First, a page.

All the costumes in the film were designed by Mona May, who had previously worked on Clueless, The Wedding Singer and The Haunted Mansion. To create the costumes, May spent one year in pre-production working with animators and her costume department of 20 people, while she contracted with five outside costume shops in Los Angeles and New York.[27] She became involved in the project during the time when the animators are designing the faces and bodies of the characters as they had to "translate the costumes from two-dimensional drawings to live-action human proportion".[28] Her goal was to keep the designs "Disneyesque to the core but bring a little bit of fashion in there and humor and make it something new".[28] However, May admitted this was difficult "because they're dealing with iconic Disney characters who have been in the psyche of the viewing audience for so long".[29]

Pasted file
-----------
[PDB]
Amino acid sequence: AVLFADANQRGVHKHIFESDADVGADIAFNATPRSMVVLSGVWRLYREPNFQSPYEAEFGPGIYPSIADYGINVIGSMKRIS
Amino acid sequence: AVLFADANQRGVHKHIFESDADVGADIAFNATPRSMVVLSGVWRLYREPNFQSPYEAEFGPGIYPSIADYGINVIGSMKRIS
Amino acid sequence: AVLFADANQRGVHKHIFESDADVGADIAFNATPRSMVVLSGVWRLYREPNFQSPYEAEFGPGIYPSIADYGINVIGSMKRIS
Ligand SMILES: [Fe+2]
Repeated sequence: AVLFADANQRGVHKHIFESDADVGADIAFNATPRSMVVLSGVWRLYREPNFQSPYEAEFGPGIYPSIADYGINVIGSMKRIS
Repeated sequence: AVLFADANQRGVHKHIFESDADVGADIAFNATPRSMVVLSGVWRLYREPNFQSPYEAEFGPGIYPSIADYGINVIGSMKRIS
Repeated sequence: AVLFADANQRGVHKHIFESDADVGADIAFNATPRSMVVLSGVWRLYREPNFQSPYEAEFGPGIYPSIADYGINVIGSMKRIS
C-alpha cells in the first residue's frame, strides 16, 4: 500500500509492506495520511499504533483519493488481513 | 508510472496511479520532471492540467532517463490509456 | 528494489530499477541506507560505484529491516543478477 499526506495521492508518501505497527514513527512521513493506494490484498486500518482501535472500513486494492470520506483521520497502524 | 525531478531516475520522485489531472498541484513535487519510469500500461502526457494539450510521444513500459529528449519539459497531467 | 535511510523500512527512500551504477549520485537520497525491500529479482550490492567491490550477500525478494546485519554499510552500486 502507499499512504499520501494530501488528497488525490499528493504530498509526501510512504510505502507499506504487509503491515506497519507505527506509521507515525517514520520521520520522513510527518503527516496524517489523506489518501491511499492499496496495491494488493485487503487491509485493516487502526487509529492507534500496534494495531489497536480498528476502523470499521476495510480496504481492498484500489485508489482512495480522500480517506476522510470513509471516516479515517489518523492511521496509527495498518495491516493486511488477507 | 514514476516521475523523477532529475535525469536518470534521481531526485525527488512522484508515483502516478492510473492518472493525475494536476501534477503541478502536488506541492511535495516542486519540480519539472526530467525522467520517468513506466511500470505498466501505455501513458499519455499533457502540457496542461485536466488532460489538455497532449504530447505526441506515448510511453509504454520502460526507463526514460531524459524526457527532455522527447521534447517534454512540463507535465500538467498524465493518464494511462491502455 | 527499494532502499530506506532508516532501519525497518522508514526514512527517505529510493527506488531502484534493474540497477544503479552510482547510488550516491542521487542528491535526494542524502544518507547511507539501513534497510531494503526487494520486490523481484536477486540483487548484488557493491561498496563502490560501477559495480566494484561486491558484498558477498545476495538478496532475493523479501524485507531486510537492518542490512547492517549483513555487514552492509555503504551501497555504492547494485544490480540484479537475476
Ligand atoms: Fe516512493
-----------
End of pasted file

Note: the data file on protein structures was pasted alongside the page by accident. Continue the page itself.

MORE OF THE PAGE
For the character of Giselle, her journey to becoming a real woman is reflected in her dresses, which become less fairy tale-like as the film progresses. Her wedding dress at the beginning of the film directly contrasts her modern gown at the end of the film.[27] The wedding dress served to provide a "humongous contrast to the flat drawings" and to accentuate the image of a Disney Princess.[28] In order to make the waist look small, the sleeves are designed to be "extremely pouffy" and the skirt to be as big as possible, which included a metal hoop that holds up 20 layers of petticoats and ruffles.[29] Altogether, 11 versions of the dress are made for filming, each comprised 200 yards (183 m) of silk satin and other fabric, and weighed approximately 40 pounds (18 kg).[27][29] On the experience of wearing the wedding dress, Amy Adams described it as "grueling" since "the entire weight was on her hips, so occasionally it felt like she was in traction".[30]